Cheap Eats - Like father, like son?
Son's Place: debatable lineage, undeniably good food
Fifth grade immediately replayed through my head upon walking through the doors of Son's Place. The blue serving trays with their individualized compartments steamed with vegetables and fried chicken. Just add pint-sized whole milk containers and the vision would be complete.
But the people seemed to be smiling a lot. They were enjoying themselves much more than I remember enjoying fifth-grade lunch. And that's because there's one major difference: the food. Lenn Storey has made it his restaurant's business to serve good food and make people feel at home. The regulars keep coming back for more and bringing their friends.
Storey's story: Son's Place is next door to the original Deacon Burton's (now the Patio). It takes its name from the fact that Storey swears he is the Deacon's son. A bit of family wrangling went on years ago, and Storey put Burton's out of business. But he still uses the same black cast-iron pans that were found next door, and he's won over the patrons who return for his pure Southern fare with a touch of soul.
What we ate: On a Tuesday, entree choices were pork chops soaked in gravy, chicken and dumplings, fried catfish and fried chicken.
Sides (you get two) included mashed potatoes and gravy, stewed squash, rice and gravy, collard greens and green beans. Some days, macaroni and cheese and sweet potato souffle are offered. All this for only $6.
Two strips of crispy, filleted catfish were great doused with the Louisiana hot sauce found on the table. The pork chops were tender, but plenty messy. Then there was the fried chicken. Ah ... the fried chicken. The choice of dark or white meat is irrelevant — it all adds up to good. The fried chicken is available every day and prepared the same way the Deacon made it, soaked overnight in seasoned saltwater and fried in soybean oil.
As to vegetables, the regular who brought me along couldn't say enough about the squash. The collard greens kept their texture instead of being boiled to a pulp, and there was plenty of pepper vinegar to pour over them for extra kick. But the creamy mashed potatoes were the best. I should have skipped my rather plain green beans and gotten a double helping of potatoes.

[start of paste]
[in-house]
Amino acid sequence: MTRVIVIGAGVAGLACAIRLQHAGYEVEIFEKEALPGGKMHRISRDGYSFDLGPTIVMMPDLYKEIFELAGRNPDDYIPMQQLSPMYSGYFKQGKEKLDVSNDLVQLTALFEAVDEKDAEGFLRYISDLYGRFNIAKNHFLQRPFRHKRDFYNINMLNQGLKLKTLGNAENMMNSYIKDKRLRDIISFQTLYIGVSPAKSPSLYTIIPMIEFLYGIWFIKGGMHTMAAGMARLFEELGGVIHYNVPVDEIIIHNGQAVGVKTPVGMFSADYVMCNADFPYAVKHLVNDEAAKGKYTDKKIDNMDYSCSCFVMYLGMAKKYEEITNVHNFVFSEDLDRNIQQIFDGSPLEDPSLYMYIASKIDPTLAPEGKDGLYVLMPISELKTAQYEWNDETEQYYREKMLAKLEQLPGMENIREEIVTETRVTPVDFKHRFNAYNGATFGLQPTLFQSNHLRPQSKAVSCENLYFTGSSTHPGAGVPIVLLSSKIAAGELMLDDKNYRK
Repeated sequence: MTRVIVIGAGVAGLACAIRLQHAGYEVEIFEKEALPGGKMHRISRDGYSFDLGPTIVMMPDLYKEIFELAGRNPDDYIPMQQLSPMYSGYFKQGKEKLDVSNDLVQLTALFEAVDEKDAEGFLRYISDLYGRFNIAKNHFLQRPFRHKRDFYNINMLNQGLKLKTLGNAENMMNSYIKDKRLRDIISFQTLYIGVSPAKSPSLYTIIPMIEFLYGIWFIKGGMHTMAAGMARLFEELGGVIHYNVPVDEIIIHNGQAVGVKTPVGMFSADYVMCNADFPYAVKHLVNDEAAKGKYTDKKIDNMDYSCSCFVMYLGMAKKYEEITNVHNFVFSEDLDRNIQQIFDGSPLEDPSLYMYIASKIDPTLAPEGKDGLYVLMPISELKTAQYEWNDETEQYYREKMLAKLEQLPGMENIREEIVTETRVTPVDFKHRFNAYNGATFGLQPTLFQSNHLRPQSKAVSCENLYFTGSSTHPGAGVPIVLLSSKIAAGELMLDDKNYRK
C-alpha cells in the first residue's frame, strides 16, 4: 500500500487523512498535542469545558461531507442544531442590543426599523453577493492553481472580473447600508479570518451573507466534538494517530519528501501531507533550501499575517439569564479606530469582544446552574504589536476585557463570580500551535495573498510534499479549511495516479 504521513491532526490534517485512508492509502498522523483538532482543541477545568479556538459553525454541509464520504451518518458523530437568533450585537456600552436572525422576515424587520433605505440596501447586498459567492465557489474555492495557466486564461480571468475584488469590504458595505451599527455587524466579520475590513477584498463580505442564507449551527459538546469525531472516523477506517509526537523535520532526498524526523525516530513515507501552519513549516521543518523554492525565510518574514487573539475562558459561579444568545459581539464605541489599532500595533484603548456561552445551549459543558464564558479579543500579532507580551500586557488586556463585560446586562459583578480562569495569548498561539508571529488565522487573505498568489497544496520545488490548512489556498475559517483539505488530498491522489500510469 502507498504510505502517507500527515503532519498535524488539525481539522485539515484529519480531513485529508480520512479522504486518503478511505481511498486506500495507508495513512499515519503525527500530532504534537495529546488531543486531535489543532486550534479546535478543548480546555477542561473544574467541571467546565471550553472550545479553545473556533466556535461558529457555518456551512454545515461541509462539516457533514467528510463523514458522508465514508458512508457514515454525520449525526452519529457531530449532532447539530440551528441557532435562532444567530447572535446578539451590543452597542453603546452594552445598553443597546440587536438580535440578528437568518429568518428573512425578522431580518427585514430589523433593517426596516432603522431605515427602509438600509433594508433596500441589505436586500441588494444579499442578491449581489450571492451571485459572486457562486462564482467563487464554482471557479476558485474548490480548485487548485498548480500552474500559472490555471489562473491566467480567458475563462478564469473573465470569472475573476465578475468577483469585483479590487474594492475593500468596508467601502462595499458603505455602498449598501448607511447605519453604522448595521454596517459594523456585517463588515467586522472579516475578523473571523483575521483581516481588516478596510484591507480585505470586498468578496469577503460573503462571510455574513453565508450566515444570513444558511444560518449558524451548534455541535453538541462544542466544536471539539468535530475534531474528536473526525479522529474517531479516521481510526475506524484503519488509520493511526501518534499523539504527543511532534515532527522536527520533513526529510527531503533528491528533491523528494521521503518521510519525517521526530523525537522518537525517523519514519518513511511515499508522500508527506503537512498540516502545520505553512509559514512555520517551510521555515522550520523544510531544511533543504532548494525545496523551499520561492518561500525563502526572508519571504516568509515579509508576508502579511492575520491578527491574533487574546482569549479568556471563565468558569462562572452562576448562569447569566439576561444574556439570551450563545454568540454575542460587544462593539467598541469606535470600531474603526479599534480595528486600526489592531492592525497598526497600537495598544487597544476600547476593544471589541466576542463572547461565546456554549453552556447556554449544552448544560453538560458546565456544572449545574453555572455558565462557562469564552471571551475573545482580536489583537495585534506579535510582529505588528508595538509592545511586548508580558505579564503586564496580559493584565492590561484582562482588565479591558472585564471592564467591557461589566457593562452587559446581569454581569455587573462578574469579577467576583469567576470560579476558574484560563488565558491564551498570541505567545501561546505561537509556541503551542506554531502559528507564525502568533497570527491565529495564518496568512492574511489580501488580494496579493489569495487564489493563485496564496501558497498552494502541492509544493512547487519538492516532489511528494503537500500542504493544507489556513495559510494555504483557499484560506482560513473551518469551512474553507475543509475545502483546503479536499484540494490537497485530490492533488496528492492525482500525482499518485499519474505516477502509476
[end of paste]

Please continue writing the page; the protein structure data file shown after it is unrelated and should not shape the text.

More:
If you're jonesin' for something in particular, call ahead to find out what's on the menu for any given day. You might find meatloaf, ribs or whiting waiting. And of course, there's sweet tea every day.
Service: "Hons" and "sweeties" are quick to escape the lips of the female servers behind the row of pans and ladles. The men also are pleasantly welcoming and want to make sure you're happy. "So you like the squash?" the guy said to the regular in front of me. "Then you can have my helping. I never could stand the stuff." I wish my dad had been so understanding.
The crowd: You'll find just about everyone hanging out here for lunch or breakfast: cops, business people, politicians, alterna-teens, you name it. Take your Yankee friends for a taste of the South. They won't get the same kitsch value that some made-for-tourists places contain, but there's nothing like the real thing.
"V is for virgin: When I reached the end of the line to pay, the guy next to the cashier talked to me by name. "How did you know my name?" I asked. "Oh, I have my ways." My tablemates denied having told him anything. My ego got a boost. Wow, was I now being recognized simply by walking through a restaurant's door?
Then the loud clang of a bell sounded behind the counter. "We want to welcome Jerry. Where are you?" I waved from one of the dozen or so tables. Another newbie was singled out near a bank of windows. "It's their first time at Son's Place. Give 'em a big welcome." The claps, hoots and hollers echoed around us. God, I'm gullible.??